"He (Kevin O'Connell of Green Hope) won last year and his team won at Southport (where the tournament was played)," Fields said. "This year I won it, and my team won the championship. That's pretty wild."
The connection gets even better, as least for fans of Tar Heel golf.
Green Hope coach Allen, when talking about Fields play, said, "He really came through, that little rascal. It looks like Inman has just gotten his second state champion. I might have to start rooting for the Tar Heels."
John Inman is the coach of UNC's golf team, and signed O'Connell to a scholarship last year. This year he inked Fields to a scholarship, along with Barrett. Fields has had an impressive junior career, a career that earned him the ride to UNC, where he and Barrett will be joining former teammate Robert Reisen. Fields' performance on the junior circuit, which includes three wins on the ultra-competitive AJGA tour and two trips to the U.S. Junior Amateur, has earned him a top-50 ranking among the nation's junior golfer list compiled by the well respected Golfweek magazine.
But the state championship might be the most special victory for Fields.
"You know, I was just telling one of my teammates," Fields said after being sure he was the tournament's champion, "that the one thing missing in my junior career was a state championship. Now, I've got that and it feels good."
What It Takes
So the drought the Patriots have endured ever since the school opened its doors more than 35 years ago ended Tuesday. Pinecrest had a state championship boys' golf team, and the Patriots also boasted the best 4-A player in the state.
"We got the medalist," the happy, but still shaking with nerves, Sackmann said Tuesday. "And we got the team championship. The kids deserve it. They have been working so hard. There are so many people I would like to thank, so many people that have made this possible.
"We told Green Hope we would be back after last year. We told them we would get them next year."
Get them they did, and under the greatest of pressure, although if you watched the Patriots perform Tuesday they didn't appear to be feeling that pressure. Most of the players didn't make the round a good walk wasted, but turned it into a grinning, relaxed attack on a goal that has hung out there for so long.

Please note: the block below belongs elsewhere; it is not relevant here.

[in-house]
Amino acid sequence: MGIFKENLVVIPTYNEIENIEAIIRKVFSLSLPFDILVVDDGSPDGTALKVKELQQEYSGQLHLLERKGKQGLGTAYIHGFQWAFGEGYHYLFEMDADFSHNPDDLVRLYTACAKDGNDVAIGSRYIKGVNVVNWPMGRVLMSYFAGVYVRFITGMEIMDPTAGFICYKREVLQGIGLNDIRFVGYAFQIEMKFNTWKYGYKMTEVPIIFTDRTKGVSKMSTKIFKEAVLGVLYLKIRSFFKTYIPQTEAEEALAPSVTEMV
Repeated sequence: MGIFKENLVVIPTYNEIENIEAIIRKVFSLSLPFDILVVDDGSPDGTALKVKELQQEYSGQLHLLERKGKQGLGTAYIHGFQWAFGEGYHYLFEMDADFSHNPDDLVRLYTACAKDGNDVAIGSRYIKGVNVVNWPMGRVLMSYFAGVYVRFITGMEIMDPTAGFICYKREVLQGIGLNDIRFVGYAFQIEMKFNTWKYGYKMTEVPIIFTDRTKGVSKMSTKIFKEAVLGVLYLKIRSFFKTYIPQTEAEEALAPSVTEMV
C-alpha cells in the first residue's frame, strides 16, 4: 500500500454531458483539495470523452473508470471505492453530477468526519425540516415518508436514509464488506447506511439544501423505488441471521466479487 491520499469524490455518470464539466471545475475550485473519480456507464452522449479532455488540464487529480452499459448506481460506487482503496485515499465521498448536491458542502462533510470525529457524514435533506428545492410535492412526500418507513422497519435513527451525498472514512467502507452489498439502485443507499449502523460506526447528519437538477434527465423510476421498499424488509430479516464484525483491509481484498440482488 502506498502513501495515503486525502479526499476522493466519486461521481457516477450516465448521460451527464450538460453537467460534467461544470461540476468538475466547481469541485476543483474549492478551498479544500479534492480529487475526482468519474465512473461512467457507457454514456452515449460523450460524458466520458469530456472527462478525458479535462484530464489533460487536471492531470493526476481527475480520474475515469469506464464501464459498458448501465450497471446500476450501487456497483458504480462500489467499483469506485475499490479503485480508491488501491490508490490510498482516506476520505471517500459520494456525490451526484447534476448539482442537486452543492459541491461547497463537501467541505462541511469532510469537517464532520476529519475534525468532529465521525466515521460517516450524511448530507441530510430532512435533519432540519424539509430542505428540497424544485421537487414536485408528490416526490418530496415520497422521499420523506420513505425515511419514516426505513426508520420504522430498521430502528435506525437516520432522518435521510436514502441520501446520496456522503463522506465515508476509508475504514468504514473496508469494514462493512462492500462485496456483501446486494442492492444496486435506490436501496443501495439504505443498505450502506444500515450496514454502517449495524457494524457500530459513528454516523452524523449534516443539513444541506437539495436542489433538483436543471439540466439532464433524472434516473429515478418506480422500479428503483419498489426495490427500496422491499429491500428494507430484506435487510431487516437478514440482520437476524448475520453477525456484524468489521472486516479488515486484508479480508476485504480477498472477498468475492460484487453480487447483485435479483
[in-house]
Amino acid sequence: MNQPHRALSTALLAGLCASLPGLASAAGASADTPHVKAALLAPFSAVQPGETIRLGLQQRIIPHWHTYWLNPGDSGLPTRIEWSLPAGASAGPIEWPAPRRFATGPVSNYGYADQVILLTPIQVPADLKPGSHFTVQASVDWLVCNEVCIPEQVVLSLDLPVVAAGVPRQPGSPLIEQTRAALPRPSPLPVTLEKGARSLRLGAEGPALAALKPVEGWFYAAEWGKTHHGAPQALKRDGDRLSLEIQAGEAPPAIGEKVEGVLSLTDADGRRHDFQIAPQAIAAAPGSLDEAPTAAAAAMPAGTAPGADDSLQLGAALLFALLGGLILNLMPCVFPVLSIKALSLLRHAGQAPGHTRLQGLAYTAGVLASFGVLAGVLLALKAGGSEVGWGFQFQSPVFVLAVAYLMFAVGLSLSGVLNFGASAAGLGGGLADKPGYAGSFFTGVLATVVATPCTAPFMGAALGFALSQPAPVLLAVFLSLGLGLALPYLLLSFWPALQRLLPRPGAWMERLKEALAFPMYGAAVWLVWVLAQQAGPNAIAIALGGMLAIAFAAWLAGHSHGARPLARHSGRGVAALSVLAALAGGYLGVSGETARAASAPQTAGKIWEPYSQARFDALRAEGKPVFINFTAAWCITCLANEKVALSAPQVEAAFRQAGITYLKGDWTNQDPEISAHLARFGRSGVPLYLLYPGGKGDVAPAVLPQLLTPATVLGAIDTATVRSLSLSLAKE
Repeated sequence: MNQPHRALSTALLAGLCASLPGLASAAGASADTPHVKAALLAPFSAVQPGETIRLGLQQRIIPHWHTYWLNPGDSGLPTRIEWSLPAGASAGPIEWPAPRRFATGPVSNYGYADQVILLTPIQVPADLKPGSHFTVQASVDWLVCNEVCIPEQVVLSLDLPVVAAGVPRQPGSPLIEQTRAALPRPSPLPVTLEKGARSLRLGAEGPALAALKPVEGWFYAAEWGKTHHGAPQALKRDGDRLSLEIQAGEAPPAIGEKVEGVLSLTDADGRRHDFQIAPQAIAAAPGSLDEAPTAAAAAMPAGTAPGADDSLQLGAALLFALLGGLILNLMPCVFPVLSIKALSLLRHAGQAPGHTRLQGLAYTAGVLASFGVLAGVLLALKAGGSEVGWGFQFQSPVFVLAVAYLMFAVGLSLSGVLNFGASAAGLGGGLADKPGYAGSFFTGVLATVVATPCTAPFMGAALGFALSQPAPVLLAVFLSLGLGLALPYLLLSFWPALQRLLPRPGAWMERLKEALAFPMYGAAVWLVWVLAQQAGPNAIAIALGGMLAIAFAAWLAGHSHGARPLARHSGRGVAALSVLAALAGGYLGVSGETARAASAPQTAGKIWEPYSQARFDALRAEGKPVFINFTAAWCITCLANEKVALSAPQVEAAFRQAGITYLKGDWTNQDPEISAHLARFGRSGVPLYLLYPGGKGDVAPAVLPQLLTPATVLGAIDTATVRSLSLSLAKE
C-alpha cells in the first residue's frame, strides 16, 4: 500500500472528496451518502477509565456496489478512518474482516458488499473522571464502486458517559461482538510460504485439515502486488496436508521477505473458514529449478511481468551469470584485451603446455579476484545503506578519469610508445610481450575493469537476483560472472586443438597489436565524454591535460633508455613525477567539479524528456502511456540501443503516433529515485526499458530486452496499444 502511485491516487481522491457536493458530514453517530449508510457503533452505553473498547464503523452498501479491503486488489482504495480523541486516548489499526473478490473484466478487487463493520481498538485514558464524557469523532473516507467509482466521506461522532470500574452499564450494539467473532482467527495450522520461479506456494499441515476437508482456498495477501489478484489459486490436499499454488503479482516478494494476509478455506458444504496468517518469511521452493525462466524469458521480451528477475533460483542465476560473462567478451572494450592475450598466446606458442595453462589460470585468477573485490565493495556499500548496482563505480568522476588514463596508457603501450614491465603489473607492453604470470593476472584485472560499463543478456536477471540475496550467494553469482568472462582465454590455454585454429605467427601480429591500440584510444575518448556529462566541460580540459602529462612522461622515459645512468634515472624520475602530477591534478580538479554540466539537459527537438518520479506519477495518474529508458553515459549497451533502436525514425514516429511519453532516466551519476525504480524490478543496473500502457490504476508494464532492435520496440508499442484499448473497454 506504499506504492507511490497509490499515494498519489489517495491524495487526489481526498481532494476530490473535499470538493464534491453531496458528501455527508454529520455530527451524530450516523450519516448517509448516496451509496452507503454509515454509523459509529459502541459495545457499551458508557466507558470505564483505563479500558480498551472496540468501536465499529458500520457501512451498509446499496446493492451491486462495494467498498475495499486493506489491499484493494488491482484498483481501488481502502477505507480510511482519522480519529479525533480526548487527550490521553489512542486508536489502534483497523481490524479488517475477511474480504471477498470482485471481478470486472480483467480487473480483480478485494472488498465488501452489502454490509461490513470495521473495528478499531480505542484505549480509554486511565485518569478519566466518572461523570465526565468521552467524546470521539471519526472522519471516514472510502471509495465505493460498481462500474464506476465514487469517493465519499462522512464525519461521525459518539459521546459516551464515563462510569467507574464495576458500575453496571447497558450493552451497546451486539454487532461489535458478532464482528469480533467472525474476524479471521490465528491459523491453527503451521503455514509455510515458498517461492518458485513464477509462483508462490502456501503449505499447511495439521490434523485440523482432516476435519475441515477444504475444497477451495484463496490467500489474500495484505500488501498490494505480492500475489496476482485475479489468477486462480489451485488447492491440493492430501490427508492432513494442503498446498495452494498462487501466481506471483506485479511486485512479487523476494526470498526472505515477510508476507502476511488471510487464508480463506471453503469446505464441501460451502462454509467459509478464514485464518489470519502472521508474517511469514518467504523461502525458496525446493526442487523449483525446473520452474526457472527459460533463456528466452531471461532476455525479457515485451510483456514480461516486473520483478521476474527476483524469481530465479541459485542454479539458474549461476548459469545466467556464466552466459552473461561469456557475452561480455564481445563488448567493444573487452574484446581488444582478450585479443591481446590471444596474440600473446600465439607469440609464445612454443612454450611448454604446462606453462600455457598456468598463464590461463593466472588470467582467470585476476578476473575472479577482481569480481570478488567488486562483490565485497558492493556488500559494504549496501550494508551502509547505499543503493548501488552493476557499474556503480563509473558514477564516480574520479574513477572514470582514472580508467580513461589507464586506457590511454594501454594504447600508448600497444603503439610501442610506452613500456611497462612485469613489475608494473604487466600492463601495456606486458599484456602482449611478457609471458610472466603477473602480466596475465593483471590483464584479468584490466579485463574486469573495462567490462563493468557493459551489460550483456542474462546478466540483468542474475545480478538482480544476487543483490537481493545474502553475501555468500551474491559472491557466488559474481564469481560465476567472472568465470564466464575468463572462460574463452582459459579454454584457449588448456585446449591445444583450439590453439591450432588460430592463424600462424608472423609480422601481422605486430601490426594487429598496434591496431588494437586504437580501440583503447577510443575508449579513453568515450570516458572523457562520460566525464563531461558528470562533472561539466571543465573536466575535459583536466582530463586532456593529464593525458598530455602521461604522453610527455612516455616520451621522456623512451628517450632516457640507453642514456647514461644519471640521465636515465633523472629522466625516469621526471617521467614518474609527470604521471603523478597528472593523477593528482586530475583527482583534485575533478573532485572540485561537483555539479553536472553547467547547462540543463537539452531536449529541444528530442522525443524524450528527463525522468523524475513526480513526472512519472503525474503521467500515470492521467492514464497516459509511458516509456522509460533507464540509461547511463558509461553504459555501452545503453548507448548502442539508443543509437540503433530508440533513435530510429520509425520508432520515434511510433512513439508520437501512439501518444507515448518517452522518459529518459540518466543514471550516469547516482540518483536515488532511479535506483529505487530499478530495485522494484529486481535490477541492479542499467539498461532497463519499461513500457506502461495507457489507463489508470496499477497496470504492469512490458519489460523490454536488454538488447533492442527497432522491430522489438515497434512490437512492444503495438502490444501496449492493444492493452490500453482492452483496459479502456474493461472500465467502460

Riverside coach Ben Huffman, who saw his golfer, Jack Garrett, fall from contention for medalist honors after opening with a first-round 71 that was followed by a 78 on Tuesday, might have put it best when it comes to identifying the best in the state.
"This is the way a state championship should be," he said when talking about No. 6. "If you hit a bad shot, you pay for it. You can't get lucky. In a one-day tournament you might get lucky, catch lightening in a bottle. This tournament is two days, and you have to play two solid rounds of golf. You earn what you get."
Reached by phone Tuesday night, Sackmann sounded a bit reserved about the day's events. All the nerves she battled during the day appeared to have melted away.
"You know," she said, "you wait for something so long, and you watch your kids work so hard, then it finally happens. The feeling is unbelievable. Right now, though, I guess it's just time to relax. It's been such an emotional day that I really am sitting here now just sort of spent. I guess it is sinking in, and I'm just sitting here winding down. My husband and I are just going to have a quiet evening at home.
"I'll tell you something else. When you are a coach, you never get to see one player play all 18 holes. You are always running around, watching one player playing a few holes, and then racing off to catch another player for a few holes. It would be great if you could just watch one player all 18 holes, but I coach a team, not just one golfer."
And that team, coach Sackmann, just delivered.